Marble counters with their white glow and gorgeous gray veining make me sigh a long sigh. They are so beautiful, but SO expensive. How did it happen that we all wanted granite everything and then BAM it was out like that! In came marble, quartz, and engineered versions of mainly white counters. Another long sigh…
Cheap and Easy Marble Counters
While preparing for my Fall One Room Challenge, I decided the office desk L-Shaped counter needed to be marble. However, the budget did NOT allow for a new counter.
So I searched high and low for an affordable option, which I thought would involve painting a faux finish.
Fortunately, I found something much faster, cheaper, and easier! Here is the BEFORE office counter in mid-project:
And let me tell you, as I sit here and type staring at the counters I forget they aren’t real marble! Yes, the solution is temporary and faux but CHEAP and EASY!
PIN TO VISIT AGAIN AND SHARE!
It’s kind of a miracle really. I can imagine you wouldn’t see me as the type of person who would go faux because I like authentic, but it’s so good it can’t be ignored!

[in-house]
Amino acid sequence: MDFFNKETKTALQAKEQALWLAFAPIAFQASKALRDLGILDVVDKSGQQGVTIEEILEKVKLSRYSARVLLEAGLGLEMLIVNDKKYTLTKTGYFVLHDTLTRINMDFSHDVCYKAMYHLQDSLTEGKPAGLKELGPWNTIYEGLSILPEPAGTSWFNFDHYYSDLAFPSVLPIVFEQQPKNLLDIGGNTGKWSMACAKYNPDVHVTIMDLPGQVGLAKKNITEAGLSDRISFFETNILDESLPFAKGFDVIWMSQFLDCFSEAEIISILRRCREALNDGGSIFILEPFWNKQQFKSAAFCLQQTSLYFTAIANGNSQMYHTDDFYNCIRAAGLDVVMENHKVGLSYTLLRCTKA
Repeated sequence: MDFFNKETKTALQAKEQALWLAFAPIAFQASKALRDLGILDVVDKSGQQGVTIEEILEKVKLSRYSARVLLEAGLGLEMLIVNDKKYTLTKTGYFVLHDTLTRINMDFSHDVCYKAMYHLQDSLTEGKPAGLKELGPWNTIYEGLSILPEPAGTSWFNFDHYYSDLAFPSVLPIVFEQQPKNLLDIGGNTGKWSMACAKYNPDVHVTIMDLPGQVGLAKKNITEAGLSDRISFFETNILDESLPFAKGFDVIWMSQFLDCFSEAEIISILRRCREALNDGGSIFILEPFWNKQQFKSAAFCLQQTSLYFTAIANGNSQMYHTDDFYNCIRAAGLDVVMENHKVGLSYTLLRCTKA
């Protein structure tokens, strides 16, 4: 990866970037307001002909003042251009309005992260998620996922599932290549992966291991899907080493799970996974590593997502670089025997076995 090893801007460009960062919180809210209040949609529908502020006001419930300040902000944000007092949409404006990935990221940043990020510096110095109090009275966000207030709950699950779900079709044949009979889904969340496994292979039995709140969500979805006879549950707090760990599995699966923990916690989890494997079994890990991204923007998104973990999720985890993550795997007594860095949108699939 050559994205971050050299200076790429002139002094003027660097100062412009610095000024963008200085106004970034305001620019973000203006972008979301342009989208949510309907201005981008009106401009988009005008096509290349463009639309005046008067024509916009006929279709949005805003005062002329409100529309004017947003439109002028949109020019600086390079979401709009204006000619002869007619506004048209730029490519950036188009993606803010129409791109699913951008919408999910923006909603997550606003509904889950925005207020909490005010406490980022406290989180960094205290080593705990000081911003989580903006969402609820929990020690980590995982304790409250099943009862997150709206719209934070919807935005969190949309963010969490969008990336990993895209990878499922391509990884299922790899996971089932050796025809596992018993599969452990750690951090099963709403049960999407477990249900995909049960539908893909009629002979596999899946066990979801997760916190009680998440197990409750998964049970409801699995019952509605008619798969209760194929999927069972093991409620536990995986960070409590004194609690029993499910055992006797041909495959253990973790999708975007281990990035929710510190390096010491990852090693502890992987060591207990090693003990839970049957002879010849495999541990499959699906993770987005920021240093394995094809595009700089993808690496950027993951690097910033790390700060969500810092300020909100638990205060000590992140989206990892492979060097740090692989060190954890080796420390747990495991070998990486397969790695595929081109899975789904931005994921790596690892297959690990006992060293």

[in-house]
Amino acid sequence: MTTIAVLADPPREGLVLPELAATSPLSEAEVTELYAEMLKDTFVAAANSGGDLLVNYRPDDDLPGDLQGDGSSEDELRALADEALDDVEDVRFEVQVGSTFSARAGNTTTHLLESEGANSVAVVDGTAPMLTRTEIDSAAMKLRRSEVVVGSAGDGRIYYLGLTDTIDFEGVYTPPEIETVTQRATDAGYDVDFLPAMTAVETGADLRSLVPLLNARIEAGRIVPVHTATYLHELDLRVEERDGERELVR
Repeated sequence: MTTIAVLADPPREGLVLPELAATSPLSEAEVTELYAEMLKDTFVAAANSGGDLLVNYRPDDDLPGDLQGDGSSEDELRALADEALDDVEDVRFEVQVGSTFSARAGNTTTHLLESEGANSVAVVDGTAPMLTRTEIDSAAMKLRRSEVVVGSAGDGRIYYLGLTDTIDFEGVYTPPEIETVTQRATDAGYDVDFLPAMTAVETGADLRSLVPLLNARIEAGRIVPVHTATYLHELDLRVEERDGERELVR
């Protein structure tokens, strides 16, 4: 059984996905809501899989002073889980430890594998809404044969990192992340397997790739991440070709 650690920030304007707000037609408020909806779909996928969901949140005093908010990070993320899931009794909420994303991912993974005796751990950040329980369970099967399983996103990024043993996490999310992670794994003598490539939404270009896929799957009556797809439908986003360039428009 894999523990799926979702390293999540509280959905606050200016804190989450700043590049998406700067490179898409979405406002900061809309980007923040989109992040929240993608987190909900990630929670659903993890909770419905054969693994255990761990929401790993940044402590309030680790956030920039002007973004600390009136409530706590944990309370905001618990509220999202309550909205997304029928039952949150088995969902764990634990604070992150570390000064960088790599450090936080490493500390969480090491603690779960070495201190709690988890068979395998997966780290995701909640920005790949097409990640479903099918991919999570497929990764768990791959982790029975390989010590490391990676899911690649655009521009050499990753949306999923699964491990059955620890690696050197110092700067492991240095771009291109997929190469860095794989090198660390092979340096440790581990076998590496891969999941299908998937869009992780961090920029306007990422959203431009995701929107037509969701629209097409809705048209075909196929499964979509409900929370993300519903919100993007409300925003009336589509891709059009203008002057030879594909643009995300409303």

Imagine What Can Be Marble!
Seriously, the product I used is AMAZING and REMOVABLE. So you truly can stick it to just about anything since it is temporary. If you are in a rental home or apartment, then nothing could be better to fix the counters!
Vinyl Marble Contact paper is perfect to cover:
- Counters: kitchen, bathroom, laundry room, desktop, etc
- Coffee table
- Kitchen table
- Anything you can IMAGINE!
Anything that is primarily square, can be easily wrapped, or has right angles is ideal for using contact paper.
TWO AREAS OF CONCERN: You can’t place anything hot on the contact paper and if the surface underneath isn’t “sound” it will pull up if you try to reposition the paper (more about that below).
Using Marble Contact Paper
Let’s establish a few things first. If you are a complete and total perfectionist, this product is likely not for you because it will drive you crazy! If you are not detail oriented, then don’t install this product! Two dichotomies in one.